Do you want to be five times smarter than everyone else? In order to stay ahead of the game, you should think about practicing these five healthy habits:
1. Read. Constantly. If you ask the most successful people in the world what makes them so prosperous, they’ll probably be too busy reading to answer you. In fact, Business Insider reports that Warren Buffet not only read 600-1000 pages a day at the beginning of his career, but still spends 80% of his working day reading. And he’s not alone. According to The Huffington Post, Bill Gates reads a book a week, Mark Cuban reads 3+ hours a day, and Elon Musk gives credit to books for teaching him how to build rockets.
2. Get to know your internal clock. Biology is ever so relevant for this one. To maximize your productivity, it’s a good idea to find your “biological prime time,” a term first coined in Sam Carpenter’s book, Work the System. Biological prime time is “the time of day when you have the most energy and are therefore most productive,” and it varies from person to person. Put some time aside to get to know your body—cut out the caffeine, turn off the alarm, and figure out when your body naturally wakes up. Track your energy for the rest of the day to find out at what time you’re the most productive. Your work schedule should center around these hours.
3. Hand-write your notes. Edouard Gentaz, a professor for developmental physiology at the University of Geneva, states that “handwriting is a complex task which requires various skills—feeling the pen and paper, moving the writing implement, and directing movement by thought.” Writing notes, as opposed to typing them, exercises the brain and creates an intimate connection between hand and mind that helps you retain what you learn. US researchers Pam Mueller and Daniel Oppenheimer performed a study that proved longhand note-takers had a better grasp on a subject when tested, versus their laptop note-taking counterparts. If you’re in need of some new note-taking gear, Wipebook offers the coolest, most eco-friendly notebooks around.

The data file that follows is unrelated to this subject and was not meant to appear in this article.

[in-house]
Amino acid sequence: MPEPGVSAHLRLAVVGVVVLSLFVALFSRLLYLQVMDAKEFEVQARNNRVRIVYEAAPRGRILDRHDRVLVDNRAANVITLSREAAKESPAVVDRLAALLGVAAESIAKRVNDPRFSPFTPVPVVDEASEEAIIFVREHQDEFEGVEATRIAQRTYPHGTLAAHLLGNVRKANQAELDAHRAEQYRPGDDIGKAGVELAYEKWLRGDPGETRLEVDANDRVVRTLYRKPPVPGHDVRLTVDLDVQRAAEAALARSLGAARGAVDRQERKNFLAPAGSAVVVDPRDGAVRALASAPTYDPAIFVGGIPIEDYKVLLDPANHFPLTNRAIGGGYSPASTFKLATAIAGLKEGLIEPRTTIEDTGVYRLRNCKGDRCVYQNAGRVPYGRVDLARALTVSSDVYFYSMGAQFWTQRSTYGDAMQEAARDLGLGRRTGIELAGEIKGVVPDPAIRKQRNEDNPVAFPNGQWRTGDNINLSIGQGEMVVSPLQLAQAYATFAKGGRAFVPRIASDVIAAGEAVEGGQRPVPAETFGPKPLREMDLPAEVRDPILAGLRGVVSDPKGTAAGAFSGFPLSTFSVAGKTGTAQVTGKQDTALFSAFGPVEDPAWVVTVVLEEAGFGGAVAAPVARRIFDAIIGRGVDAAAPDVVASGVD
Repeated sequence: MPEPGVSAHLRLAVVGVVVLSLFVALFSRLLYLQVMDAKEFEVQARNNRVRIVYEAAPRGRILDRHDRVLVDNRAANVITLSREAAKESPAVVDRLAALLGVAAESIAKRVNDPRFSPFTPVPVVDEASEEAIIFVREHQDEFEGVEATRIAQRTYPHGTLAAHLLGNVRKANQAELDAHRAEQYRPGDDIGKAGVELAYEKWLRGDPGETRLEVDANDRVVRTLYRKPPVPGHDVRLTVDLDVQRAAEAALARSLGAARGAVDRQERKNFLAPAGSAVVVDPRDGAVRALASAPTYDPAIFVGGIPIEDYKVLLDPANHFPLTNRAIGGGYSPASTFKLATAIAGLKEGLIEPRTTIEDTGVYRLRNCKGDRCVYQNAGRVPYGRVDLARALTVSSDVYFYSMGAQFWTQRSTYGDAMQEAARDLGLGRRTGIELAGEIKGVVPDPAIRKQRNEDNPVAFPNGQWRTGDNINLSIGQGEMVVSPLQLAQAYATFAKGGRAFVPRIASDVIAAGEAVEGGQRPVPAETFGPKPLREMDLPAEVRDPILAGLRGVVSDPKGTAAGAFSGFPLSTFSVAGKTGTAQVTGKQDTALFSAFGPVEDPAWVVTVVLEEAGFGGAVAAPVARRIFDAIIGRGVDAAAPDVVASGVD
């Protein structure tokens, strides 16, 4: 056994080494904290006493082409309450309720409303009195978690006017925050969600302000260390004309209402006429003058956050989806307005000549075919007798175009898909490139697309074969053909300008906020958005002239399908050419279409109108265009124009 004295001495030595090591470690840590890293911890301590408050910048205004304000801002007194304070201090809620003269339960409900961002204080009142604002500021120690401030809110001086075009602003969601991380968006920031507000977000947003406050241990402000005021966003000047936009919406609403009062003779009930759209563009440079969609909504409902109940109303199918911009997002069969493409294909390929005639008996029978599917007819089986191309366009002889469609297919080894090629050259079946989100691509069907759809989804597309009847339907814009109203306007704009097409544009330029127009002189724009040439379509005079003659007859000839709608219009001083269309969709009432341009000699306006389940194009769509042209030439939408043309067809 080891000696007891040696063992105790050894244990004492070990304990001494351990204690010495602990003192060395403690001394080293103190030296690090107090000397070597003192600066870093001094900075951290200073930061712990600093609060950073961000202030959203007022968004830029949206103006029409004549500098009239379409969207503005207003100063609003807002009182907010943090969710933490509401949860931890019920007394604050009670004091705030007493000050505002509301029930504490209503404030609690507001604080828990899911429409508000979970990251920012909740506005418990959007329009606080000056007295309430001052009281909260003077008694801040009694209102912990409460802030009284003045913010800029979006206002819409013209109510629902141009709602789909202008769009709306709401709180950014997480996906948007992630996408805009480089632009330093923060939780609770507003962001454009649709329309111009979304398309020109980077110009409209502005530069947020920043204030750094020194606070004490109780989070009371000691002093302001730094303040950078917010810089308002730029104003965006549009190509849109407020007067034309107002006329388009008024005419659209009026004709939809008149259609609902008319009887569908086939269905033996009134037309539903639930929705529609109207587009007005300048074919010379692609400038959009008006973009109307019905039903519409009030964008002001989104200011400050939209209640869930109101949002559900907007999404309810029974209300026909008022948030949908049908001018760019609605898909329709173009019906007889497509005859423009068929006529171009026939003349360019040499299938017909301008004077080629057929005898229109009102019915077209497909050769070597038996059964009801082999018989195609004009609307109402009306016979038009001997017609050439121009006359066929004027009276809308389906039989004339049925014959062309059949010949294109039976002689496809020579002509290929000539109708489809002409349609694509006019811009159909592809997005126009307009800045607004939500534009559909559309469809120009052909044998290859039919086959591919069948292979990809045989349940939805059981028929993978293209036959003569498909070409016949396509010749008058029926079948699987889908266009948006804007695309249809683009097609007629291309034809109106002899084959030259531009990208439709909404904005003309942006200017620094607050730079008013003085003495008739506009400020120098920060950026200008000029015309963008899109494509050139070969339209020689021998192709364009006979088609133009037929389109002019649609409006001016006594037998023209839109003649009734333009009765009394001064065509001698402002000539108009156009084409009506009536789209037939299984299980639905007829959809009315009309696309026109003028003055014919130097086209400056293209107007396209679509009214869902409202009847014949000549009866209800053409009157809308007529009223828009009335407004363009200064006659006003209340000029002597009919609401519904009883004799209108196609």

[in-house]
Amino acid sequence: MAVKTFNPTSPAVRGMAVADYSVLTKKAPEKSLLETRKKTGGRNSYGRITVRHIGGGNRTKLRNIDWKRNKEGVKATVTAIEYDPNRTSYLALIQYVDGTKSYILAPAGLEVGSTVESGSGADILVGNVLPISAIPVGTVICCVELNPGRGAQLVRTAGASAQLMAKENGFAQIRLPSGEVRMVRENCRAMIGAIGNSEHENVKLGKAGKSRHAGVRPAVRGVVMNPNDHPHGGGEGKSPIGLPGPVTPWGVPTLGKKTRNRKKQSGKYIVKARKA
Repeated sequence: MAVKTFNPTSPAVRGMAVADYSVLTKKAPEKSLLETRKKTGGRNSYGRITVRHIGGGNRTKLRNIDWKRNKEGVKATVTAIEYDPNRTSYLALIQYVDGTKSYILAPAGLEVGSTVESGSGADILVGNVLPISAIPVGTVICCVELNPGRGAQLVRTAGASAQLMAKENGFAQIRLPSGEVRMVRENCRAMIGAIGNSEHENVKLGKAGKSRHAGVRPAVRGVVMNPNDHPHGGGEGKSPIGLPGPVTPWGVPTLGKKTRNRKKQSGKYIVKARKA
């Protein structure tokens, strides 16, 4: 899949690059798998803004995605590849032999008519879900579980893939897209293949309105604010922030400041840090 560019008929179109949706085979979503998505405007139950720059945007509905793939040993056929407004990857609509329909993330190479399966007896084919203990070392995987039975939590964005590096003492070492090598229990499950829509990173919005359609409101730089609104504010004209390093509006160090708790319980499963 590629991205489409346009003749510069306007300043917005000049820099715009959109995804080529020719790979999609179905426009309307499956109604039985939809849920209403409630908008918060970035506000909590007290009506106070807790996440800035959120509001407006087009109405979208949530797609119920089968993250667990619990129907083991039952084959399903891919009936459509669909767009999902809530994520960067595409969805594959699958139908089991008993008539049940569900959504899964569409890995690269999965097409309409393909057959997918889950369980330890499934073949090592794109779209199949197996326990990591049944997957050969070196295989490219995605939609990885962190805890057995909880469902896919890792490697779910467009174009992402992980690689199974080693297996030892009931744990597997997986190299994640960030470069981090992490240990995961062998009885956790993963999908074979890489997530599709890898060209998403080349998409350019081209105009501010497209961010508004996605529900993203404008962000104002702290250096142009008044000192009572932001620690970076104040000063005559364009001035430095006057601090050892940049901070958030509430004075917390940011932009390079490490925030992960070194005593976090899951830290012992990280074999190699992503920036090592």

4. Use the mental tips and tricks you learned in grade school. The last time you used these might have been when you were ten, but they worked, didn’t they?
- Acronyms: Remember “Please Excuse My Dear Aunt Sally”? Or, in other words, Parenthesis, Exponents, Multiplication, Division, Addition and Subtraction? It can be fun and easy making up your own acronyms to remember certain information.
- Rhymes: There’s a reason why nursery rhymes are so memorable. Exercise your creativity and create a little song.
- Visualization and Association: Many of us are visual learners. Sometimes, it’s easier to retain information by creating images in your head and thinking up often silly or unusual associations to use as mental hooks. Let’s say you’re trying to remember Warren Buffett’s name. Well, maybe he’s trying to open a new, hip restaurant called “War N’ Buffets” where the food is first come, first serve.
- Draw it out: Sometimes you just need pure visual power. Instead of taking bullet point notes, try drawing the information out in series of pictures or diagrams. Or, if you prefer to stick with words, experiment with different colored pens to differentiate between topics.
5. Exercise! Both your mind and body need proper attention. Try to learn something new every day, whether that means finally picking up the violin that’s been collecting dust in your attic, or learning a new card game with your friends. And it doesn’t stop there. You know what they say—a healthy body leads to a healthy mind. New York Times reports that “exercise induces the creation of many new cells in the hippocampus, which is a part of the brain essential for memory and learning, and also improves the survival of those fragile, newborn neurons.”
If you make an effort to practice and master these daily habits, chances are you’ll be five times smarter than your friends and colleagues. For all of your brainstorming and note-taking needs, visit our website and get studying—the reusable way.